Laura Dern stars in Inland Empire, directed by David Lynch.
So one minute I'm looking at this family of humanoid rabbits gliding around a suburban home accompanied by a sitcom laugh track - the next minute, the cast (of human humans now) is doing a musical production number to "The Locomotion." OK, I'm officially lost. Then, I think, oh, Laura Dern. A foothold, finally. After a few haunting false starts, here we have our leading lady and she is playing an actress having an affair with her leading man - this is almost accessible.
But then a scene later she's playing a prostitute trudging across a highway packed with snow; and she has a bruise on her mouth; and she's sobbing; no, wait, she's southern; no, wait, she's crying again, not southern; and there's the snow again; now she's a housewife - in Poland?
Looking for what? Who?
How do I get this across? Let's see. My first instinct is to offer you a road map to Inland Empire, the latest nonlinear rabbit hole of dream logic from David Lynch, new on video this week (Rhino, $29.98.) A good ole' art-house freak out (minus Bruce Dern, plus Laura), it may be the most willfully inscrutable movie ever released to a theater in this country, and that's counting the mid '90s films of Kevin Costner. Indeed, it was distributed last winter by Lynch himself and never received much of a wide release (and never opened in Toledo); and despite his Oscar nomination five years ago, this was not a shock. To say Inland Empire is not concerned with coherence is to say water is wet.
No, a road map is useless.
Then again, there is a real Inland Empire, and its location has a poetry not lost on Lynch. The title refers to the rural patch on the eastern edge of Los Angeles where the desert vistas never gave way to urban sprawl. There, Los Angeles is still feral, wild. Considering that the filmmaker's last work, 2001's Mulholland Drive, took its title from a road that slices Hollywood into halves, and Inland, like Mulholland, is preoccupied with splintered identities, let's just say he's pushing further into the unmapped territories of the subconscious.
If so, the legend reads:
"One mile = one identity."
Like I could tell you what's going on here. Like anyone could for sure. But I can say, I was riveted - if nothing else, Inland Empire is a chilling experience. I was confused but never bored. If Lynch's 30-plus years of colonizing our collective imagination hasn't already done the trick for you, these three hours of exhausting avant-garde non sequitur and bizarro-world vignettes (shot on off-the-shelf, big-box-store digital video) will settle the difference. My best guess: the Inland Empire of the title refers to the unsettling landscape - in all its anxiety, fear, and vulnerability - we carry with us everywhere.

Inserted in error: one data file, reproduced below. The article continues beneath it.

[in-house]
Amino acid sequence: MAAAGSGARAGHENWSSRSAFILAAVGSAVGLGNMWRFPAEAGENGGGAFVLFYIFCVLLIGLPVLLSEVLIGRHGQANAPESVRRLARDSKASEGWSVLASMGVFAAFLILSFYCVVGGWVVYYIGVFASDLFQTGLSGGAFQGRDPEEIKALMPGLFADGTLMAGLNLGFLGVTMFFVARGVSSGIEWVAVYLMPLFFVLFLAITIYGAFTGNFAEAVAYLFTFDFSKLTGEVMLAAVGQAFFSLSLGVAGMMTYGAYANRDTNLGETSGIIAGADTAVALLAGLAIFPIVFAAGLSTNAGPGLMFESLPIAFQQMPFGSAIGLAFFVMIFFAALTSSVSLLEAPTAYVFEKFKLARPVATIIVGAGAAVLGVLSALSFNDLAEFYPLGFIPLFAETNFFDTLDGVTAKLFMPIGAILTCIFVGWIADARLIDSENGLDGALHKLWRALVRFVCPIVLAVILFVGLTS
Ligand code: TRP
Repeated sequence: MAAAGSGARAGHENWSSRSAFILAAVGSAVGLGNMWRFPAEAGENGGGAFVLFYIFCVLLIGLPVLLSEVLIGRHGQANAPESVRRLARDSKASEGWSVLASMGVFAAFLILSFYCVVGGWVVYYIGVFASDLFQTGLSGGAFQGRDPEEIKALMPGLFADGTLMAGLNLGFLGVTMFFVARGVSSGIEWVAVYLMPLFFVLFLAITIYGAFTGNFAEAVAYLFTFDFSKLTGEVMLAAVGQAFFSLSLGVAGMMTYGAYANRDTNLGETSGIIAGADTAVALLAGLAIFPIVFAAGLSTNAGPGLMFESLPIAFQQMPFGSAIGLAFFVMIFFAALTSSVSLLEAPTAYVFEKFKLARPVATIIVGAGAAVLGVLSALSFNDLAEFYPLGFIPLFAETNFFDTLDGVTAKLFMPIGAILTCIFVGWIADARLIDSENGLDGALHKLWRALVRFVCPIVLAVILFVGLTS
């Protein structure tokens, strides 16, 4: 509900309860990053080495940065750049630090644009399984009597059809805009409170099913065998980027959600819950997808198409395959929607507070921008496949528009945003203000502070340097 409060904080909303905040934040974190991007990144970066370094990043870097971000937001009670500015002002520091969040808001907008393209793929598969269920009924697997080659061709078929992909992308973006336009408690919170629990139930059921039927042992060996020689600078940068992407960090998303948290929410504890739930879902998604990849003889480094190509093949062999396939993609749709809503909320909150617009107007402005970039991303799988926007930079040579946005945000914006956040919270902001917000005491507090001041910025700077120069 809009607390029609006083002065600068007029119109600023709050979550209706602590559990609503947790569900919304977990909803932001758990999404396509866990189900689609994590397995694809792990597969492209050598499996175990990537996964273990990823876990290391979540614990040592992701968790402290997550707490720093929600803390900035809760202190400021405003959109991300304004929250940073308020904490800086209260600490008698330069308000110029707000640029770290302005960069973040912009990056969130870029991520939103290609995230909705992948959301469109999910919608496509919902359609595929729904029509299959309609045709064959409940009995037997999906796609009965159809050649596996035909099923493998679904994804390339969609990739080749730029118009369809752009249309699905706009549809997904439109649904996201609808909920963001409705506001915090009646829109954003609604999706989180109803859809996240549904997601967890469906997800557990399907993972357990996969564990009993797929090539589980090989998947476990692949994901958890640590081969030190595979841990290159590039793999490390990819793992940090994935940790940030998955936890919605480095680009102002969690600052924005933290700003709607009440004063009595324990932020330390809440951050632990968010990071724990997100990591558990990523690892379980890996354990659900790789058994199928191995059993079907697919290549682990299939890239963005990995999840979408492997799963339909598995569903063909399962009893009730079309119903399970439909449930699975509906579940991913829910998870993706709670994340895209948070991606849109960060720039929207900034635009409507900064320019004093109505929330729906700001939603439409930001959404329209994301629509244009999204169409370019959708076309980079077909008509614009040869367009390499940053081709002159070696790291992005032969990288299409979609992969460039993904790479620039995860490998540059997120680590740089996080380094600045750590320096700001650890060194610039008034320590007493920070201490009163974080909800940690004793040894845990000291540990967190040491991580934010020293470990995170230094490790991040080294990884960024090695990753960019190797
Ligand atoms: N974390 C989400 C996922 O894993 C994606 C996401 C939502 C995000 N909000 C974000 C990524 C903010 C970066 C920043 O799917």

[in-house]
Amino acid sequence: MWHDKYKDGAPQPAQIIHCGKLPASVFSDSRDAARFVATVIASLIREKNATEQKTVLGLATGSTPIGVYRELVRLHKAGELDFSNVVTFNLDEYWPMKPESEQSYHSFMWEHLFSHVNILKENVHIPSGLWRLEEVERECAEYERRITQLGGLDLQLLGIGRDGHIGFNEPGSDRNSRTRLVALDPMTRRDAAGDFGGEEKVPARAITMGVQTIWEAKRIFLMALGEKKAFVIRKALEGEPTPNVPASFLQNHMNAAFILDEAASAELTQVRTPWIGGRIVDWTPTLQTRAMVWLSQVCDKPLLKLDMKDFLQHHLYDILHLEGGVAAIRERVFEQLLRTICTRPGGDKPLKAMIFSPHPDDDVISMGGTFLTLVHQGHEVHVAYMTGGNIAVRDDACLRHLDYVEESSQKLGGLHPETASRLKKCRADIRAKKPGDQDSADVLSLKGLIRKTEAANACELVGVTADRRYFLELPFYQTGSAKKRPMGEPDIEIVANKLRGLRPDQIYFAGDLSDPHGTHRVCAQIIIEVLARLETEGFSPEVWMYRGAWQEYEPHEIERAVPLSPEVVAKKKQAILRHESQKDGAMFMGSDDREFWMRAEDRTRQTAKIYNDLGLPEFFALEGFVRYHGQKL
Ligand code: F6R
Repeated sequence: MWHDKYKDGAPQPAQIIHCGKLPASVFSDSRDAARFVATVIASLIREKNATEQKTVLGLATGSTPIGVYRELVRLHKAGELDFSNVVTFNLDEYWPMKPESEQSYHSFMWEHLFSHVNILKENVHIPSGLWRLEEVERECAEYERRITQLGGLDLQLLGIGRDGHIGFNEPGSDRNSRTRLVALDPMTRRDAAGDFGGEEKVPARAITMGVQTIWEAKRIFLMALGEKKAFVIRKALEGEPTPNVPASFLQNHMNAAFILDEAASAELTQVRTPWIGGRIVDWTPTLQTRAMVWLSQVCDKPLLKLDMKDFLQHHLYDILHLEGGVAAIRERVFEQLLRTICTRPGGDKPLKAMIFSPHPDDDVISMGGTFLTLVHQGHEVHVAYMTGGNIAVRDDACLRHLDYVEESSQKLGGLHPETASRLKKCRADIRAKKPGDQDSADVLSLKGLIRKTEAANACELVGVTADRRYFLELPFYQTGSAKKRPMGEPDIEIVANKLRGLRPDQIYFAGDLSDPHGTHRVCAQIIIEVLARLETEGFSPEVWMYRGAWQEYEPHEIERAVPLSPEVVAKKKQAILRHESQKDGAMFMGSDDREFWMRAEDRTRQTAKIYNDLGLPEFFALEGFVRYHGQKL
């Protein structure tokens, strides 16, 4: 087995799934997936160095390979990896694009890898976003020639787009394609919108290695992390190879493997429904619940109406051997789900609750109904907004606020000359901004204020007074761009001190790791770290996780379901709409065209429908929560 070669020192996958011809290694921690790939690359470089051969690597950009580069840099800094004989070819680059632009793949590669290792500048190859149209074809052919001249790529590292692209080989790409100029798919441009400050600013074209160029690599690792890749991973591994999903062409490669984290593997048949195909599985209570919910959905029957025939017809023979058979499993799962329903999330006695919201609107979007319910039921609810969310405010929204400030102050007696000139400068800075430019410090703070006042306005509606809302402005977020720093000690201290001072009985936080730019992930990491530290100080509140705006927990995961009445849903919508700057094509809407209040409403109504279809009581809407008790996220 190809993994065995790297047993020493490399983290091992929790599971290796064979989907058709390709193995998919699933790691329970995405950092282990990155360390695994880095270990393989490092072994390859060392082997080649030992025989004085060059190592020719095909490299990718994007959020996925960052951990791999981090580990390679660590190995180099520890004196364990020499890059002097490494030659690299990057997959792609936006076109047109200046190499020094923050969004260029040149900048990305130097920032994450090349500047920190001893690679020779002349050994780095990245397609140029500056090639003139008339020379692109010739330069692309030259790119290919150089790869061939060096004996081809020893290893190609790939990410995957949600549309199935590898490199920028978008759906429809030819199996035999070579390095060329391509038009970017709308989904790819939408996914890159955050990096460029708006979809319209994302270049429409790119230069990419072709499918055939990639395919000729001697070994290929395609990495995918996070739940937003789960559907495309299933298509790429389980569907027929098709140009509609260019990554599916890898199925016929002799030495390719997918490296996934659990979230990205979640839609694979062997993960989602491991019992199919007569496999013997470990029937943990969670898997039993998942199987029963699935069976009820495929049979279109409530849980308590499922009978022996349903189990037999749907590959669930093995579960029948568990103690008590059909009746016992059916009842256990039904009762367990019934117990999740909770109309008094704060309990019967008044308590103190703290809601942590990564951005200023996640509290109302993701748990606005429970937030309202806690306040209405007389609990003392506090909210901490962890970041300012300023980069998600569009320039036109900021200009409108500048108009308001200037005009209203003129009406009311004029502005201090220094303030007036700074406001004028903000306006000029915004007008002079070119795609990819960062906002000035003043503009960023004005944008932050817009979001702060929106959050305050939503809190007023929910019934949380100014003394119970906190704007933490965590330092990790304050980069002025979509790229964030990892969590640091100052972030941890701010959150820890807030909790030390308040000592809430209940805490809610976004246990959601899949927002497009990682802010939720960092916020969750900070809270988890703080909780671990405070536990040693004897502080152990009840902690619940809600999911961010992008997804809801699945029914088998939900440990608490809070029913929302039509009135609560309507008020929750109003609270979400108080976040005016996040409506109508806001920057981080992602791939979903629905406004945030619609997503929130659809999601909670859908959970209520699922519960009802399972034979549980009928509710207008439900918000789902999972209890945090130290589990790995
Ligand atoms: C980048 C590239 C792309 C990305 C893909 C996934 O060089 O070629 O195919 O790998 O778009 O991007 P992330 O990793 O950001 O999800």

In short, Lynch's life work.
Since his feature debut, Eraserhead (1977), few American directors have worked as ceaselessly to project the images floating in his head the way Lynch has. That said, Laura Dern deserves an Oscar, Emmy, Grammy, and a 21 gun salute from the Psychiatrist Society of North America for bravely following him, one more time, into those shadows. If you found Naomi Watts' sudden split into two women in Mulholland confusing, run, don't walk, in the opposite direction of Inland Empire: The closest thing to a recognizable reality we get is in the first hour, when Nikki Grace (Dern) learns she landed a role in a new movie.
She meets her pretentious director (Jeremy Irons) and her caddish costar (Justin Theroux) and quickly unravels from there. They're making an overwrought southern Gothic with the soapy title of On High in Blue Tomorrows, and like Mulholland (which started life as a tossed-aside TV pilot), the work had been started and mysteriously abandoned. The previous stars died. People say the picture may be cursed. That's when Nikki seems to become her movie character and slip further through Lynch's kaleidoscopic looking glass - and becomes two, then three, then four different women. (I think.)
What does it mean? Ha!
I can say, in confidence, with each new character, Dern seems to open a new door, not cycling back on themes and plot lines so much as seeing them from fresh vantages. Each character introduces a new angle on a recurring image; each angle amplifies that sense of being unsettled. Watts lends her voice to one of the humanoid rabbits, incidentally; Lynch gets astonishingly beautiful images of decay and rot out of that no-budget digital camera. But on occasion it's useless to discuss a film as a film, and this is definitely one of those times. Questions such as "Did you like it?" become irrelevant. Symbolism? Let us not go there.
Two weeks ago, when Michelangelo Antonioni and Ingmar Bergman died, a number of critics noted these were filmmakers held with the reverence of visual artists. They were painters, whose pictures happened to move. This is Lynch, a cubist, an abstractionist, an absurdist - an explorer.
Contact Christopher Borrelli at: firstname.lastname@example.org